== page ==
Republican leaders in both chambers are maneuvering to keep all of their members in line against the $1.9 trillion Covid-19 relief plan, a move that would deny President Biden a bipartisan victory and one that could scuttle the bill in the Senate if any Democrat breaks ranks. 

But the move amounts to a political risk for Republicans with polls showing clear majorities of Americans supporting an emergency rescue package and with the economy still reeling from the coronavirus pandemic.  

So Republicans now plan to begin an urgent public relations push to argue that the bill is bloated, poorly targeted and contains a hodge-podge of measures aimed at pleasing the Democratic base – a message that party leaders discussed with their members at a private GOP lunch on Tuesday and that they plan to echo in the days ahead, attendees say.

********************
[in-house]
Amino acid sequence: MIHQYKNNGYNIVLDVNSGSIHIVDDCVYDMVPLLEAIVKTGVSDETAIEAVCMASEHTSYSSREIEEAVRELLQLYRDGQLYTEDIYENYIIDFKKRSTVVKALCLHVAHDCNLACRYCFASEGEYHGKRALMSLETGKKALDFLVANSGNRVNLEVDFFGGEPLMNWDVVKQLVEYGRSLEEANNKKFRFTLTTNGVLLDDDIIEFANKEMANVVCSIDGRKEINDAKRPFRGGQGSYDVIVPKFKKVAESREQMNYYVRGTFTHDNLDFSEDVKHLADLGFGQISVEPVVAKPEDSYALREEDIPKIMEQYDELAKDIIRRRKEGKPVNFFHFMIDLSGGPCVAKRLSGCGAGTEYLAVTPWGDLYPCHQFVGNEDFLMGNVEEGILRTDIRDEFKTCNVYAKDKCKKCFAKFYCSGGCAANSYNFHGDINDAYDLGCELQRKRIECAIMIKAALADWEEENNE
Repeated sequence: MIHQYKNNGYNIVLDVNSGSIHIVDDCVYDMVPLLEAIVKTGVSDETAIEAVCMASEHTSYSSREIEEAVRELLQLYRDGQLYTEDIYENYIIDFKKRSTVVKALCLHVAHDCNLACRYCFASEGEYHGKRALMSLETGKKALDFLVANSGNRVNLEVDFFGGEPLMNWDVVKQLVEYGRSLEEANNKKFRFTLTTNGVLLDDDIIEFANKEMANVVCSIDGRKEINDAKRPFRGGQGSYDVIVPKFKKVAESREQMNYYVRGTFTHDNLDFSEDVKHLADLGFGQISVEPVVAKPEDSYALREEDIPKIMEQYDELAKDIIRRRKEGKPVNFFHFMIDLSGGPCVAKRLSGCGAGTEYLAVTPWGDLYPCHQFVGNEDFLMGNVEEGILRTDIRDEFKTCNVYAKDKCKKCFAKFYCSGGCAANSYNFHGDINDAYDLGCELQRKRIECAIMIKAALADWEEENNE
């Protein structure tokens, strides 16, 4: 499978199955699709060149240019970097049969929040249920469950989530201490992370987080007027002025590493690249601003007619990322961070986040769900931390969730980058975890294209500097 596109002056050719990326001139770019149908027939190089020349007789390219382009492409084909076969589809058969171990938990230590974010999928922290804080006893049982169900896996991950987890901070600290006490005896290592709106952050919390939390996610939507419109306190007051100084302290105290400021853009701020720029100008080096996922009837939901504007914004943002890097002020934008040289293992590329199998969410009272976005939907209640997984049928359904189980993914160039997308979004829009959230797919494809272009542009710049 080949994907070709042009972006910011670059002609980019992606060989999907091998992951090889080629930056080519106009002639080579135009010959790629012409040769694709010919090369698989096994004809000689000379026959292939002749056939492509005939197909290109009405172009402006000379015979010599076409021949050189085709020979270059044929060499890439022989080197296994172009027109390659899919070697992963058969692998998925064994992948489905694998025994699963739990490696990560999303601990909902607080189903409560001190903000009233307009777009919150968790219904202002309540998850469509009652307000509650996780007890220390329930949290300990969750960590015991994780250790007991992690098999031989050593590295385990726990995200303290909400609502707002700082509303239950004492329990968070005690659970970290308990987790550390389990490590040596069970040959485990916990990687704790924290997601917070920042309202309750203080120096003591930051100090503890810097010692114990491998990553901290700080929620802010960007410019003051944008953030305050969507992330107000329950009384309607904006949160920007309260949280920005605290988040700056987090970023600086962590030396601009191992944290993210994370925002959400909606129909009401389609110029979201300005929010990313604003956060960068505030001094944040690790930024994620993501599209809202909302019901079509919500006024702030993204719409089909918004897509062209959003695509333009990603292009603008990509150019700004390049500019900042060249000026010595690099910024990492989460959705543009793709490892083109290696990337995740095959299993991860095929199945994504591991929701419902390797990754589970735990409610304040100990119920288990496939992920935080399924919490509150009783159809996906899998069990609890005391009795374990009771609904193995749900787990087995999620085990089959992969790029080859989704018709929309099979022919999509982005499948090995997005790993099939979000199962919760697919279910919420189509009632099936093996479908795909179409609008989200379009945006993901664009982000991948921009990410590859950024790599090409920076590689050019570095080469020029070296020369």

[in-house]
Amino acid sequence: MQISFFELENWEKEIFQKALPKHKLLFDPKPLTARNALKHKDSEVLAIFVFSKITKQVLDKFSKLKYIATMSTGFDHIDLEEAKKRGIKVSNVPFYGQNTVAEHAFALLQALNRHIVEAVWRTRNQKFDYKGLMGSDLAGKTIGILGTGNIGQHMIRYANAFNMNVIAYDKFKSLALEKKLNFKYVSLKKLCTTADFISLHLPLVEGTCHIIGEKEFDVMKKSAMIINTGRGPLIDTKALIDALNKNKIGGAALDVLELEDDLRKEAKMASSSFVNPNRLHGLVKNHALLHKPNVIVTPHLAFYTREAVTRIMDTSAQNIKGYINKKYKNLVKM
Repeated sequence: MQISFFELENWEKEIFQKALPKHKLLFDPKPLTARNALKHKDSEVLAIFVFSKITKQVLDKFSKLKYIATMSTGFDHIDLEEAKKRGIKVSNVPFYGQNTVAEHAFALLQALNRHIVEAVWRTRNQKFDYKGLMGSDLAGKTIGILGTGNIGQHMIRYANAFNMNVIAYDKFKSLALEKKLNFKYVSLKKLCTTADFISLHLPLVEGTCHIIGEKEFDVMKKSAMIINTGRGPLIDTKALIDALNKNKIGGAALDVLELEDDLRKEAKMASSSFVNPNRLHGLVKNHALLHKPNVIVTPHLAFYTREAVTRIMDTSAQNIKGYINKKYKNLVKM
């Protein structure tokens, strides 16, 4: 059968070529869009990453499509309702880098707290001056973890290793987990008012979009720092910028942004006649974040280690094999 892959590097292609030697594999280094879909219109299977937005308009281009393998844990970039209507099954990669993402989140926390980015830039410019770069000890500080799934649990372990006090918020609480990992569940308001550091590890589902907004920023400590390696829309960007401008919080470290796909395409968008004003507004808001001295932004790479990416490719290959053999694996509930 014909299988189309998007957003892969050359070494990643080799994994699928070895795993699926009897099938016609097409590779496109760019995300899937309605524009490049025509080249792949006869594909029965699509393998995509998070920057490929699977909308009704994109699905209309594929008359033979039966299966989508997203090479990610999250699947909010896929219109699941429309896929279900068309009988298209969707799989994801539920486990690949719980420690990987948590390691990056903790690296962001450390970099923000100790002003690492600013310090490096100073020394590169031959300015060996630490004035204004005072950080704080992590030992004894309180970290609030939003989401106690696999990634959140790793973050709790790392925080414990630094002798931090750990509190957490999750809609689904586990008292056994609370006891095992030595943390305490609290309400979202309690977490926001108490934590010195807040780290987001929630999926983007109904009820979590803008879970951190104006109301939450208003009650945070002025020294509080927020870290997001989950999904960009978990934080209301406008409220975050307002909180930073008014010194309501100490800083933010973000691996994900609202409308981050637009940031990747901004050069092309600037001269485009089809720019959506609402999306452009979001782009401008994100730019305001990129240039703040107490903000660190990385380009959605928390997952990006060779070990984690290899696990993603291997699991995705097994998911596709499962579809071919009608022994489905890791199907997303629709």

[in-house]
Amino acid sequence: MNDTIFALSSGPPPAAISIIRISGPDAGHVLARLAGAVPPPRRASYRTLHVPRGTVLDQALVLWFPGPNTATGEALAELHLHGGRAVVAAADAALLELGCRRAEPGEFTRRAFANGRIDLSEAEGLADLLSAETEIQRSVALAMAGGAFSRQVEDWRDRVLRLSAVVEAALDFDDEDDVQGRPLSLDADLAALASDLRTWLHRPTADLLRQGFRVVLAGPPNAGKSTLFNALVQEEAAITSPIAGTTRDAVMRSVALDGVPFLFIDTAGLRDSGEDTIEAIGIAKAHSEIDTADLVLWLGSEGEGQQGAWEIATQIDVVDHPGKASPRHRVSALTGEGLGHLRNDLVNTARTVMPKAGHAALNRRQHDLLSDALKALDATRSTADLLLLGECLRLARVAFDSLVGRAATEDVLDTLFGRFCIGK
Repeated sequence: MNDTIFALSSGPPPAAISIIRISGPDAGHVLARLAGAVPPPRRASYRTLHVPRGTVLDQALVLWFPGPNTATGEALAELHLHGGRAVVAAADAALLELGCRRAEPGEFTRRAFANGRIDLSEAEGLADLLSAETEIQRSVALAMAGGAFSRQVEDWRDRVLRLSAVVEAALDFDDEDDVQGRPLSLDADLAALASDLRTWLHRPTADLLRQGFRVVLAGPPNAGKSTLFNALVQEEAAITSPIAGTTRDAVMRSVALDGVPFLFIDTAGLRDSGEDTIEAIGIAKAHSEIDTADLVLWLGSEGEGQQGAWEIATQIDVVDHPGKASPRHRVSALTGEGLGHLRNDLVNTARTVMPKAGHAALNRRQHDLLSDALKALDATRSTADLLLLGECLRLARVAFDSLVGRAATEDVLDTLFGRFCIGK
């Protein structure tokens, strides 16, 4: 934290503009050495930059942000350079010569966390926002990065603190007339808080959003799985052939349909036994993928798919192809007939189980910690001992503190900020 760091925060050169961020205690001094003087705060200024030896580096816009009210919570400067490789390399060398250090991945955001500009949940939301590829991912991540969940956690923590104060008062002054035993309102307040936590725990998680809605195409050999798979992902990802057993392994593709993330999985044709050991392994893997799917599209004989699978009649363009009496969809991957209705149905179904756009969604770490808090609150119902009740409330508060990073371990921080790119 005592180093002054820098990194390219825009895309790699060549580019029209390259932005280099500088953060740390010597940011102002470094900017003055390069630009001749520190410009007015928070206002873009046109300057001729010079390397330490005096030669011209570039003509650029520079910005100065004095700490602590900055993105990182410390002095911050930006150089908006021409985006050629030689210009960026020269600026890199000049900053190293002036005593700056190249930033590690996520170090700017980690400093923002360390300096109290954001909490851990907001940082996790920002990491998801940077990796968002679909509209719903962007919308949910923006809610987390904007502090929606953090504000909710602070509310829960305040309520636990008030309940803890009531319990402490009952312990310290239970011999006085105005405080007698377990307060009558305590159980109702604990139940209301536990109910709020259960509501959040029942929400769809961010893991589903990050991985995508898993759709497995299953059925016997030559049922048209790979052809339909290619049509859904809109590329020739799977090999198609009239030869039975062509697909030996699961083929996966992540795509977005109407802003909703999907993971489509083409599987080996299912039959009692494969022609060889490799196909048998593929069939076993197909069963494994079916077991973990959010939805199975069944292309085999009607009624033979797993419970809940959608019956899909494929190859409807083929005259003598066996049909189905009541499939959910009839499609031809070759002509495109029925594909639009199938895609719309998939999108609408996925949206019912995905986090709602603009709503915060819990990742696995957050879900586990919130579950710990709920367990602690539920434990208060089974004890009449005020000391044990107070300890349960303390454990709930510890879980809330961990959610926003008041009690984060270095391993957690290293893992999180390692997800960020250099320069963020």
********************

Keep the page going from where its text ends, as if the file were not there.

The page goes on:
"If the Democrats continue down the path they're on and that is to not make any attempt to try and get Republican input or ideas, it makes it hard for any of our members, even those that might be inclined to do so to vote for it, to vote for anything," Senate Minority Whip John Thune told CNN. "So, if it's in its current contours, it's hard to see very many, if any, Republicans being for it, especially given the way the Democrats have approached it."